Chemical’s Safe Level Based on 2 Weeks’ Exposure

Morgantown Dominion Post
23 April 2014
Associated Press

CHARLESTON — When federal officials decided what chemical levels West Virginians could safely consume in water tainted by a January spill, their standard assumed people would be exposed for two weeks, not 100-plus days.

Months later, Centers for Disease Control and Prevention (CDC) officials see no reason to adjust a chemical benchmark they quickly created off limited lab rat research. However, a local health official argues the CDC needs to account for ongoing chemical exposure, even if it’s minimal.

Until Democratic U.S. Sen. Joe Manchin asked last week, CDC never revealed how long its safety mark assumed everyday contact with chemical-laden water. For months, the CDC said the level accounted for the “short-term,” but hadn’t conveyed a firm timeframe. Gov. Earl Ray Tomblin told The Associated Press on Monday he wasn’t informed what “short-term” meant.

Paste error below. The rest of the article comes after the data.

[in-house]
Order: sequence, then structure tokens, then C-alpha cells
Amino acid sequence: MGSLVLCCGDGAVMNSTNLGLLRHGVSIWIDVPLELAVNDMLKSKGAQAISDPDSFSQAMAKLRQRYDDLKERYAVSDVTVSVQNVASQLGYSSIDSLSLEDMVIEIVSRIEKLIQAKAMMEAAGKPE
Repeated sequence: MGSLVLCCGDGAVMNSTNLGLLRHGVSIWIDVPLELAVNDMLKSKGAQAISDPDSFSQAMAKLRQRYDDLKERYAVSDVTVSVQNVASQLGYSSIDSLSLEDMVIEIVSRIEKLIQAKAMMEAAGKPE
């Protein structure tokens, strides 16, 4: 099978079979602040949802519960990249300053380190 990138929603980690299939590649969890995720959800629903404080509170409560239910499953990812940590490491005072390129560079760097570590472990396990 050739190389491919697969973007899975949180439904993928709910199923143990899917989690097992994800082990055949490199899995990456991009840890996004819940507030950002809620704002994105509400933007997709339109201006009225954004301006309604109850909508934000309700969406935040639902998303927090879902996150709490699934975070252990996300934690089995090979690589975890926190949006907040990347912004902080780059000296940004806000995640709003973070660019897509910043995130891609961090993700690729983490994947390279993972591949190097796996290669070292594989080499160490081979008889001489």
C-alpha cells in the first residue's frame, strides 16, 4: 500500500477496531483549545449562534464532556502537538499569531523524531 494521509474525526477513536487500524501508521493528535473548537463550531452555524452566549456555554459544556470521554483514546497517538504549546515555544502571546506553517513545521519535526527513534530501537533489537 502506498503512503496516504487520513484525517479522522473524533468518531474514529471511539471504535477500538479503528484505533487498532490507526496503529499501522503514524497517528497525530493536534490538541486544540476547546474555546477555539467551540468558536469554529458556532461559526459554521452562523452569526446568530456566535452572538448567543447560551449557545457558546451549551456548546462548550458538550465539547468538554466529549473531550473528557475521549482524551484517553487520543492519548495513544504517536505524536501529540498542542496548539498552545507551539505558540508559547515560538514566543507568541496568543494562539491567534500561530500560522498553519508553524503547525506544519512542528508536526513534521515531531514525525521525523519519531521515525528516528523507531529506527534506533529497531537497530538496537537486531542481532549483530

Richard Denison, a scientist with the Environmental Defense Fund, cautioned that even a new, more protective long-term standard would have the same flaw: No one knows exactly how much people were exposed to the chemical, and little toxicity data is available on long-term implications.

For four to 10 days, starting Jan. 9, 300,000 people in nine counties faced a tap-water ban until the regional water plant and various hydrants met the CDC’s mark. Only 11 people’s homes were tested, all more than a month after the spill.

In tests in late March, chemical traces well below the safe level were leaching off the water plant’s filters and flowing to people’s home taps. West Virginia American Water started changing the first of its contaminated filters April 1, but the full slate of 16 might not be replaced until late May. Small chemical levels will keep entering the water system until then, researchers say.

The longer someone is exposed to a chemical, the lower the safe level should be, local health officials have argued.

CDC spokeswoman Bernadette Burden said there’s no reason to believe anyone will have adverse health effects from trace chemicals in their taps, including at previous lab detection limits that were 100 times lower than the safe drinking mark. Comparatively, the chemical found leaving the water plant last month was 2,000 times lower than the safe standard.